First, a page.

Paul says conservatives won’t support Republican health plan, hope to negotiate one more to their liking with Trump involved

Sen. Rand Paul (ABC image)

By Al Cross
Kentucky Health News

Republican U.S. Sen. Rand Paul laid out his objections to
House GOP leaders’ bill to replace the Patient Protection and Affordable Care
Act on CBS’s “Face the Nation” Sunday.

Paul called for an end to federal mandates for what insurance
policies must cover, which the 2010 law called “essential benefits.” He said
that change would enable consumers to buy the sort of coverage they want, at
lower prices.

“Premiums will keep rising because they do nothing to fix the
fundamental problem,” Paul told interviewer John Dickerson.

He also objected to the bill’s taxes, its “bailouts” for the
insurance industry and the 30 percent surcharge that an insurance company could
impose on someone who goes without coverage for more than 63 days in 12 months.

The surcharge is effectively a substitute for the current
law that requires almost all Americans to have health coverage.

“The individual market will get worse when you get rid of
the individual mandate,” Paul said, arguing that if someone loses a job, there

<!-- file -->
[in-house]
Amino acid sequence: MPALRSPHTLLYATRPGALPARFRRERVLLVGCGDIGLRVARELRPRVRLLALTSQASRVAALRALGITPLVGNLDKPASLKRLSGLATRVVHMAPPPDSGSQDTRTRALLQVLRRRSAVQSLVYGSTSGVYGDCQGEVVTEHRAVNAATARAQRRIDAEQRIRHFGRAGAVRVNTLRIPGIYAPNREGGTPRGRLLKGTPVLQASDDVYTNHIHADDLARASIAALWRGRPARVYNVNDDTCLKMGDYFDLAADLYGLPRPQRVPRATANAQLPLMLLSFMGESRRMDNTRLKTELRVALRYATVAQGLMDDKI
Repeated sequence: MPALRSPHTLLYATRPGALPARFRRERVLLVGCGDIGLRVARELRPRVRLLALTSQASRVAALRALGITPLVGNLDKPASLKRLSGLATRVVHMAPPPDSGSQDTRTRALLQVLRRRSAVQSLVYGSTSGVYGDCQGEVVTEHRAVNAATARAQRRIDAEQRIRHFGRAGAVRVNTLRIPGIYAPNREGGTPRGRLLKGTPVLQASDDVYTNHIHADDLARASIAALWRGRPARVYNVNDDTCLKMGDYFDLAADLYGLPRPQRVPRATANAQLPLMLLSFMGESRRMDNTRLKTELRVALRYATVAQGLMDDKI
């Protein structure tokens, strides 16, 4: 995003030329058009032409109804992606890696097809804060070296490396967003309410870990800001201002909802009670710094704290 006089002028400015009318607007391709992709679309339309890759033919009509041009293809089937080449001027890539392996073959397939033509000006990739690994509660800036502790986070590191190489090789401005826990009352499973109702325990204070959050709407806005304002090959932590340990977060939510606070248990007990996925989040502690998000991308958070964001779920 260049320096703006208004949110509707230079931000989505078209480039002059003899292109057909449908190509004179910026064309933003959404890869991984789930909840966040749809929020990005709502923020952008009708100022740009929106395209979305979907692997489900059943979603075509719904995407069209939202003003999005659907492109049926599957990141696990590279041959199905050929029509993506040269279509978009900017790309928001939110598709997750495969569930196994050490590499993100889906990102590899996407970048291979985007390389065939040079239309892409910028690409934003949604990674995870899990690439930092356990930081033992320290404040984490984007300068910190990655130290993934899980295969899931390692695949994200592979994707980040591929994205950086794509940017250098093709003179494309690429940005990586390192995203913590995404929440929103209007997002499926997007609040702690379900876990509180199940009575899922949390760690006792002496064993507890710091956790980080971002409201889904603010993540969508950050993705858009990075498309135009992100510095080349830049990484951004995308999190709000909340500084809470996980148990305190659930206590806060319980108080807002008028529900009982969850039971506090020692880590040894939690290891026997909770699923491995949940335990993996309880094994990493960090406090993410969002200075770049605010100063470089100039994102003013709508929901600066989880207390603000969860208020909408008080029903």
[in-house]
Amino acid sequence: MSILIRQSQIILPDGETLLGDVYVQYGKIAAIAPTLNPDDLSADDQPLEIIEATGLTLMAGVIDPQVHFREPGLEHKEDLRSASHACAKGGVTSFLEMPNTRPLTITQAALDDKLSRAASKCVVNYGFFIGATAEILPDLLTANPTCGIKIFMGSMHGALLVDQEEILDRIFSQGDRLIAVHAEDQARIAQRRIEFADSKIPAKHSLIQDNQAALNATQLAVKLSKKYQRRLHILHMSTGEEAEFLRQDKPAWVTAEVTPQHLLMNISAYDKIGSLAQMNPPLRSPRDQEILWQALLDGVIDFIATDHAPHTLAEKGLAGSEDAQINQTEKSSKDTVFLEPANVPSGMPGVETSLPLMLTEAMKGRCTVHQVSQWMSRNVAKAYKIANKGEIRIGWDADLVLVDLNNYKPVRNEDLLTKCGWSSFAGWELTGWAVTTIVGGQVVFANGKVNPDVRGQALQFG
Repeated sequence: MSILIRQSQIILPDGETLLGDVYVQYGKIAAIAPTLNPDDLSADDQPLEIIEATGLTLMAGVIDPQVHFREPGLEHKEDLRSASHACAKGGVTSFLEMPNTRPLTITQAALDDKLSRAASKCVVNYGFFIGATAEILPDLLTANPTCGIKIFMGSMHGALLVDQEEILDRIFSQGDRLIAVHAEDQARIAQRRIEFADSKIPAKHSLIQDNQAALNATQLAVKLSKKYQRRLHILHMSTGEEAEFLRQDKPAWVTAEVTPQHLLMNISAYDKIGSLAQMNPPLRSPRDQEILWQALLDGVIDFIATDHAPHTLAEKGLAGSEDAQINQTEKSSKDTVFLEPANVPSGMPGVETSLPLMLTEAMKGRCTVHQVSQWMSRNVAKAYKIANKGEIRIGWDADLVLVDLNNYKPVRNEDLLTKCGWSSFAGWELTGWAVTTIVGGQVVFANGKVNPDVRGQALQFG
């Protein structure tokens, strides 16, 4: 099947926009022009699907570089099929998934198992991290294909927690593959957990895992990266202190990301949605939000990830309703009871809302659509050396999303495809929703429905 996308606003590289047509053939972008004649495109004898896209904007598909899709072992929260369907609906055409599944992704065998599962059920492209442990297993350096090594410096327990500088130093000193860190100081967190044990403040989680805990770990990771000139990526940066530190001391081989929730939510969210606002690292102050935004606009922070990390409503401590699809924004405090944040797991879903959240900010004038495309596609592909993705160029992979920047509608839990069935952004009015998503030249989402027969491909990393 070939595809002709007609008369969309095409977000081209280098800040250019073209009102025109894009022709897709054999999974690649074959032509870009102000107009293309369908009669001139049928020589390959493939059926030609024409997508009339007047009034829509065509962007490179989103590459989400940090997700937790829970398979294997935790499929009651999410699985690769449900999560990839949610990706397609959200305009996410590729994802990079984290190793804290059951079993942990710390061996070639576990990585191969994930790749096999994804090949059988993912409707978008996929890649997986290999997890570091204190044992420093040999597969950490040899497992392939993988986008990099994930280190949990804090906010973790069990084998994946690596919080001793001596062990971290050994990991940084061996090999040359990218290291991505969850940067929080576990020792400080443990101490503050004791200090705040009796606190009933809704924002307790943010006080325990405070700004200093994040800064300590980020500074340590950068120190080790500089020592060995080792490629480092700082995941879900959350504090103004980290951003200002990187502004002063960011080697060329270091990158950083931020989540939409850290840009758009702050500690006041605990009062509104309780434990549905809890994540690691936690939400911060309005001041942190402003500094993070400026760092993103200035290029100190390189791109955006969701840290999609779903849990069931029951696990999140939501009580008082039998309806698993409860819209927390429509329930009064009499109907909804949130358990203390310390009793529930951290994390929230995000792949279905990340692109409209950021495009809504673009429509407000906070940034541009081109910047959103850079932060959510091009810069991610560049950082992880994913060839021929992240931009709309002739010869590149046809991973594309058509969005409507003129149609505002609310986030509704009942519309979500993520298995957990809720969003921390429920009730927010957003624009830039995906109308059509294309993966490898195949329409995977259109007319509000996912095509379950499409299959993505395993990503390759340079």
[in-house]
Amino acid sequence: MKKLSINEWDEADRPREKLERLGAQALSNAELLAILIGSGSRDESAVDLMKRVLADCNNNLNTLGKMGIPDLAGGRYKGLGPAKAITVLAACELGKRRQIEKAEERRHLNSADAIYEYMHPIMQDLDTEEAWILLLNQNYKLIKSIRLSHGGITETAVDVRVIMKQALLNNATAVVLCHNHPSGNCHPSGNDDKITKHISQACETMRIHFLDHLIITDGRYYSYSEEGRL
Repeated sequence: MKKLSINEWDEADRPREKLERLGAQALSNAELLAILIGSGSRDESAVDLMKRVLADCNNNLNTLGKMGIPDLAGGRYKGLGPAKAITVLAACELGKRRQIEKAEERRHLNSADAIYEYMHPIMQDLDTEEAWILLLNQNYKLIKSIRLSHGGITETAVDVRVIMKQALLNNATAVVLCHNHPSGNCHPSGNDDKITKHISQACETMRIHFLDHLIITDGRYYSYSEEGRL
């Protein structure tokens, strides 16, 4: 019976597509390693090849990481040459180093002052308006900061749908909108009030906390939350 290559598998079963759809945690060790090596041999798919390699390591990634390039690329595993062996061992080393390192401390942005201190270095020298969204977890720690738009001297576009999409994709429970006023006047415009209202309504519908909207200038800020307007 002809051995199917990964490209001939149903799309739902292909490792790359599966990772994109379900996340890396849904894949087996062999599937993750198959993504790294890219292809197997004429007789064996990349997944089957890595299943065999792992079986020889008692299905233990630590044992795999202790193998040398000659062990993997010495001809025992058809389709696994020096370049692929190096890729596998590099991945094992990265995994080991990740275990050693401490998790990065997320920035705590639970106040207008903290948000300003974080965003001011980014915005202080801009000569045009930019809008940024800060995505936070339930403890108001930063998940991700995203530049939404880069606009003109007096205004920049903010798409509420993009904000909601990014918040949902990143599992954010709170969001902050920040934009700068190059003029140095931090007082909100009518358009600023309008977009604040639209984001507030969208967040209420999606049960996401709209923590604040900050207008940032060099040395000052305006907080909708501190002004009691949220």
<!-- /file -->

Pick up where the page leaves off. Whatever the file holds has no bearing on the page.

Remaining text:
will no incentive to sign up until coverage is needed. “You can’t have an
insurance model where people wait ‘til they’re sick to get insurance,” he said.

Dickerson asked Paul about Medicaid, which covers 1.3
million Kentuckians, including 440,000 added through expansion of the program under
the reform law.

The bill would set the first spending limits for the
program, beginning in 2020, but Paul questioned whether the limits would be effective
because the limit would rise with one measurement of inflation.

“It’s still building in the growth of an entitlement program
that really isn’t paid for,” Paul said. “We have no money; we borrow a million
dollars a minute.”

Paul, who has long made the federal deficit and the national
debt his signature issue, shares those concerns with the House Freedom Caucus,
a group of Republican representatives. Together, they pose significant obstacles
to the bill, which is starting in the House.

If enough Republicans oppose the bill, it cannot pass. Paul
said that if it is not changed, it will not pass, and that would begin talks that
would include President Trump.

“I don’t think the president is rigid in support of the
House bill. I think he’s open to seeing how we can get consensus,” Paul said. “If enough conservatives to say no to the rule, then
true negotiation begins.”

Paul was an apparent object of Vice President Pence’s Saturday
trip to Louisville, hosted by Gov. Matt Bevin, who said Friday that he was
closer to Paul on the issue.

Paul told Dickerson, “Right now I think there’s a charm offensive going on. Everybody’s being nice to everybody because they want us to vote for this, but we’re not going to vote for it.”

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